Ryan embellished some details about an actual historical event in Amelia and Eleanor Go for a Ride!, a picture book featuring artwork by Brian Selznick. After a White House dinner in April of 1933, famed aviatrix Amelia Earhart took First Lady Eleanor Roosevelt, wife of newly elected President Franklin D. Roosevelt, up in her plane at a time when aircraft were a relatively scarce sight in the night sky. Roosevelt had actually taken some flying lessons but never earned a pilot's license, and Ryan's story concludes with the First Lady taking Earhart—who disappeared somewhere over the Pacific Ocean a few years later—for a reciprocal drive in her new automobile. Again, Ryan explains which parts of the story were fictionalized: for example, two male pilots actually flew the plane that night—but White House Secret Service agents were wary about the idea nonetheless. A reviewer for Publishers Weekly called Ryan's work "a brief but compelling slice from the lives of two determined, outspoken and passionate women." School Library Journal writer Steven Engelfried noted that "the fictionalized tale is lively and compelling, and the courage and sense of adventure that these individuals shared will be evident" even to readers not familiar with these two women, who were quite famous in the 1930s. Booklist critic Ilene Cooper similarly stated that in the story "children will get a sense of the importance of Earhart and Roosevelt to America's history in general, and women's history in particular."
Ryan and Selznick team up again for When Marian Sang: The True Recital of Marian Anderson. Here author and illustrator profile one of the most dramatic incidents of the civil rights era: the day in 1939 that noted African-American vocalist Marian Anderson was turned away from performing at Washington, DC's Constitution Hall and instead gave a free concert on the steps of the Lincoln Memorial. Hazel Rochman described the picture book as "lush," adding in Booklist that Ryan's "passionate words and [Selznick's] beautifully detailed sepia-tone pictures … present a true story that seems like a theatrical Cinderella tale." While noting that author and illustrator "indulge in a … mythification" of their subject, Horn Book reviewer Roger Sutton concluded that When Marian Sang features "an intimacy of tone that gives life to the legend" upon which it is based.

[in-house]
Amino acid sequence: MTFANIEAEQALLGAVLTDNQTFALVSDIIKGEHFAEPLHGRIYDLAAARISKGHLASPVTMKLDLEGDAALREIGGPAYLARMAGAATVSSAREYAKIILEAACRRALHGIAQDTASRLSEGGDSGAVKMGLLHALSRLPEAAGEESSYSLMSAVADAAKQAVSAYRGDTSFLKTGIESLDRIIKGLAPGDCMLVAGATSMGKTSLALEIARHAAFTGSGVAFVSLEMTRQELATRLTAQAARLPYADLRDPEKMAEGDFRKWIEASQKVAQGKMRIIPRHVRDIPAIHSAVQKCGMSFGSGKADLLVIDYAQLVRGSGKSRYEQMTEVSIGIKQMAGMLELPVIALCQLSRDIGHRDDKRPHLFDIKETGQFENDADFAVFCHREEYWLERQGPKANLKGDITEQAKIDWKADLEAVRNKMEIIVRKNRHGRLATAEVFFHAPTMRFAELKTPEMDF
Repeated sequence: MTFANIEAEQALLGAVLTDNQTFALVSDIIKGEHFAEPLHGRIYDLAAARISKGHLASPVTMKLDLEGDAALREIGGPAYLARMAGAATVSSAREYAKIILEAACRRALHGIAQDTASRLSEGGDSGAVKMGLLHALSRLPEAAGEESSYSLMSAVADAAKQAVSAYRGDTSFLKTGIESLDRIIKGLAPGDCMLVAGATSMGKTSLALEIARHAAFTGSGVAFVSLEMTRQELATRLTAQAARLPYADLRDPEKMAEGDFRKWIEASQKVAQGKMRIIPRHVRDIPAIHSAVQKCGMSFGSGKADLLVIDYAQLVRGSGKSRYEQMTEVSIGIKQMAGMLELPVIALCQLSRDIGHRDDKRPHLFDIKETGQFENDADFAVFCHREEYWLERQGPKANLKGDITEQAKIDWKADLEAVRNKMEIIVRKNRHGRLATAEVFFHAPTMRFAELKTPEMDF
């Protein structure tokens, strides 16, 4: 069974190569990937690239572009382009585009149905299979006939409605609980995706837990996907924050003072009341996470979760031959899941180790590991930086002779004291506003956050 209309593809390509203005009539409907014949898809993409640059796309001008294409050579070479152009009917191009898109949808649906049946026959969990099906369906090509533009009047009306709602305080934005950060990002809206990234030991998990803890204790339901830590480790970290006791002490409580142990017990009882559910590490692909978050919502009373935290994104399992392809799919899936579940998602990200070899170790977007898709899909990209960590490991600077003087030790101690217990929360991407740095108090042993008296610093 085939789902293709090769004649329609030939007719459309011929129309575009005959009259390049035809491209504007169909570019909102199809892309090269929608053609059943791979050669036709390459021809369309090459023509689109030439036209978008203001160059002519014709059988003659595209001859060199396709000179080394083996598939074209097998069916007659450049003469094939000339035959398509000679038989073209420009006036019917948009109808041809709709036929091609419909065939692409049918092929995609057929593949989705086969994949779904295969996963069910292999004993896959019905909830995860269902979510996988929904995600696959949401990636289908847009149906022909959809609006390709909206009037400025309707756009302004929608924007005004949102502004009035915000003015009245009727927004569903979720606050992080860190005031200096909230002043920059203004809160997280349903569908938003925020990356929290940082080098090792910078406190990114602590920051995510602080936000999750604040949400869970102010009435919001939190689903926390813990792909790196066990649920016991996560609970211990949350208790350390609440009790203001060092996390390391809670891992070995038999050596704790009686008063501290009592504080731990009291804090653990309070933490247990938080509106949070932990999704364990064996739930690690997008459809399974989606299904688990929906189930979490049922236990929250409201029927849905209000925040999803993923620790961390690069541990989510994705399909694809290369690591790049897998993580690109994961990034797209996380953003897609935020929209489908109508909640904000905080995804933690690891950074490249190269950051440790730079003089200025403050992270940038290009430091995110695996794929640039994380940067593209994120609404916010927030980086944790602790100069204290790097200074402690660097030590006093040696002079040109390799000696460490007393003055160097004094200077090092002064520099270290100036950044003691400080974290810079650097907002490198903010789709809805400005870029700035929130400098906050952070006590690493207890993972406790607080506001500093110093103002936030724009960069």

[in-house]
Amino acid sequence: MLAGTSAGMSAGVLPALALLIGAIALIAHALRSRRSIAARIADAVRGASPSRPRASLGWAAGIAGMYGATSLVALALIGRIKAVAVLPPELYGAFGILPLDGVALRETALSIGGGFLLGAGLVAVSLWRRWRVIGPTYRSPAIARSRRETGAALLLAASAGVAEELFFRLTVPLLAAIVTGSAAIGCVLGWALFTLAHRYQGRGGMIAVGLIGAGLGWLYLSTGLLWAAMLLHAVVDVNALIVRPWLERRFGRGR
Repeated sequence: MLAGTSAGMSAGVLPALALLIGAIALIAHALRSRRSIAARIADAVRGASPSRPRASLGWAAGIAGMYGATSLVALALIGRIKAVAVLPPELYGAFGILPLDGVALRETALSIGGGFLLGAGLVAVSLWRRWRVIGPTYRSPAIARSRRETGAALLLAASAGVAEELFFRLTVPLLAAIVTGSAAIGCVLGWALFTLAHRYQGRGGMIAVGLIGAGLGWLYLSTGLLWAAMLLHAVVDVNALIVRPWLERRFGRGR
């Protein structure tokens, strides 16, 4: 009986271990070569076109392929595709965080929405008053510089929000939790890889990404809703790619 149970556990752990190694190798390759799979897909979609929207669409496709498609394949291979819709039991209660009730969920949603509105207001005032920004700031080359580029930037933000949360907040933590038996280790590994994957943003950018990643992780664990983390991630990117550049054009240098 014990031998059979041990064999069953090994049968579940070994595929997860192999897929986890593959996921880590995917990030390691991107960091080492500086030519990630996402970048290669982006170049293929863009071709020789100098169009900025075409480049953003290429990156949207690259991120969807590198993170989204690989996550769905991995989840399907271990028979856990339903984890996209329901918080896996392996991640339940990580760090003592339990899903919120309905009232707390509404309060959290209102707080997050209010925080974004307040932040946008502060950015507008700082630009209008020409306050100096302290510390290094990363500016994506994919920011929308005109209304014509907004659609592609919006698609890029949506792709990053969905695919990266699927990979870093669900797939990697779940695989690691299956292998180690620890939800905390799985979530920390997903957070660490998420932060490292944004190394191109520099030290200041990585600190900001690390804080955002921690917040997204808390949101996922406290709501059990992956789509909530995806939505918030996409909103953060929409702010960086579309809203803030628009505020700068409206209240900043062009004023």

Ryan's first lengthier work for children, Riding Freedom, is an historical novel about Charlotte Darkey Parkhurst, who came to be known as "One-Eyed Charley." Parkhurst is believed to be the first woman ever to cast a ballot in a federal election, although she did so by deception. Orphaned as a child in the mid-nineteenth century, Parkhurst endured some bleak years at a New Hampshire orphanage, where her only solace was helping out in the stables. She was forbidden to ride a horse, however, because she was a girl, and the orphanage authorities also prevented her from being adopted into a family, preferring to keep her on the grounds as a servant. In Ryan's story, Parkhurst listens to the stories another stable worker tells about his flight from slavery into freedom. Inspired, she escapes by donning boys' clothing—a ticket to independence during her era—and uses her skill with horses to find a well-paying job as a stagecoach driver. As Ryan notes, the real-life Parkhurst retained her disguise as a man, and was able to own property and even vote in an 1868 election in California. A Publishers Weekly critic praised Riding Freedom as "ebullient and tautly structured," adding that "with a pacing that moves along at a gallop, this is a skillful execution of a fascinating historical tale." In School Library Journal Carol A. Edwards described the book as "a compact and exciting story about real people who exemplify traits that readers admire."